My long-time and cherished assistant went on maternity leave for what, at times, felt like an eternity. Upon her return, I was understandably thrilled and she was, understandably, less so. She put a picture of her new daughter on her desk, grabbed a tissue and made a stunning declaration.
"I have to fill my own shoes."
I looked at her quizzically. "Ah, I know you've been gone for a while, but the blog is actually called "Yes, I Can Walk in These."
"No," she said. "I have to fill my own shoes. I have to be like I was before I had the baby. I have to live up to my own reputation."
The honesty and insight of her statement lingered with me. I wondered why we women seem to be so hard on ourselves. In an article appropriately titled "Why ARE Women so Hard on Ourselves?" from the Daily Mail, Professor Kristin Neff made an interesting observation: "Research shows that women are generally kinder, more nurturing and empathetic to others than men. At the same time, they're meaner, more dismissive, and critical of themselves."
Returning to work after maternity leave is an emotionally-charged life moment and companies, like Edelman, are working hard to make the transition back easier... and better. We've adjusted our Leave of Absence policy in the U.S. to now include a phased return to work schedule, enabling new moms to return part-time for the first few weeks back on the job. Yahoo! recently extended their paid maternity leave, doubling the time new parents can take after the birth of a child.
In a recent review of Sheryl Sandberg's Lean In, Forbes reporter Susan Adams offers:
In my own experience, carrying my son on the subway every day so that he could go to a daycare that was a half block from my office, and I could run over and nurse him when he got hungry, was both exhausting and satisfying. I wanted to do it but there was no way I could work flat out and advance my career much while I was pursuing that schedule. Fortunately, Forbes kept me on while I kept my hours in check. I couldn't have imagined "leaning in" while my son was a baby, nor did I want to try.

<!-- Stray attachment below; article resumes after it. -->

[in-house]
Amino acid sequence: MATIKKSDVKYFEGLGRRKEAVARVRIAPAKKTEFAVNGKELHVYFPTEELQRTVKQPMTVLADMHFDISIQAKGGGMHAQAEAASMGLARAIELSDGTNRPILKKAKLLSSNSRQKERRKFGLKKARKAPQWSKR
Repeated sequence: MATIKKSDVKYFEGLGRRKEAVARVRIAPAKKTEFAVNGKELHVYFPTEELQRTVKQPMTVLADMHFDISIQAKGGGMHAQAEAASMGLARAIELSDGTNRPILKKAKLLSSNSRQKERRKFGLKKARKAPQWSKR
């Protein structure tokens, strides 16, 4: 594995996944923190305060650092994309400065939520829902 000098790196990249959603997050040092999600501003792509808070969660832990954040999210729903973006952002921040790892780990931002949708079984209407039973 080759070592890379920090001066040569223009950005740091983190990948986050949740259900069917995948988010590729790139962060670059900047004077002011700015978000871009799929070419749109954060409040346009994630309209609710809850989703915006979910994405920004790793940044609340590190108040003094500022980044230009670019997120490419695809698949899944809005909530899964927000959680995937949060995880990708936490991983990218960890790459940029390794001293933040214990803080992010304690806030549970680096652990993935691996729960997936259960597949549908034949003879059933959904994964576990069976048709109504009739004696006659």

Adams added "My assumption was that Sandberg wanted women to tough it out and push ahead with their careers while their kids were young... but now that I've read Sandberg's book, I see that she is much more sensitive to the pull of mothering and how it conflicts with the demands of work"
Sure, the now famous book and call to action may be up for debate, but in my opinion, women could -- and should -- lean in more. Yet, like all else in life, timing is important. Managing a career and motherhood is challenging and the journey can be filled with slight detours, altered plans and both missed and captured opportunities. Finding the right time to lean in -- without toppling over -- is key to success.
'Leaning in' is not a constant state of being, but one that ebbs and flows with the other elements of our lives. For me, that balance has always been best exemplified by a stovetop -- sometimes things must be on the front burners, while others simmer slowly on the back. It's hard to have everything going at the same time without something boiling over.
I recently heard Alison Miller, Ph.D. challenge an audience of women with the following question: "If you spoke to your friends the way you speak to yourself, would you have any friends?"
If, like many, you'd end up friendless, consider going a bit easier on yourself, especially at times when a pot or two may be boiling over. Most importantly, create a list of people you can lean on while you're leaning in... and put yourself at the top of that list. As for my assistant, I hope she includes me, too.
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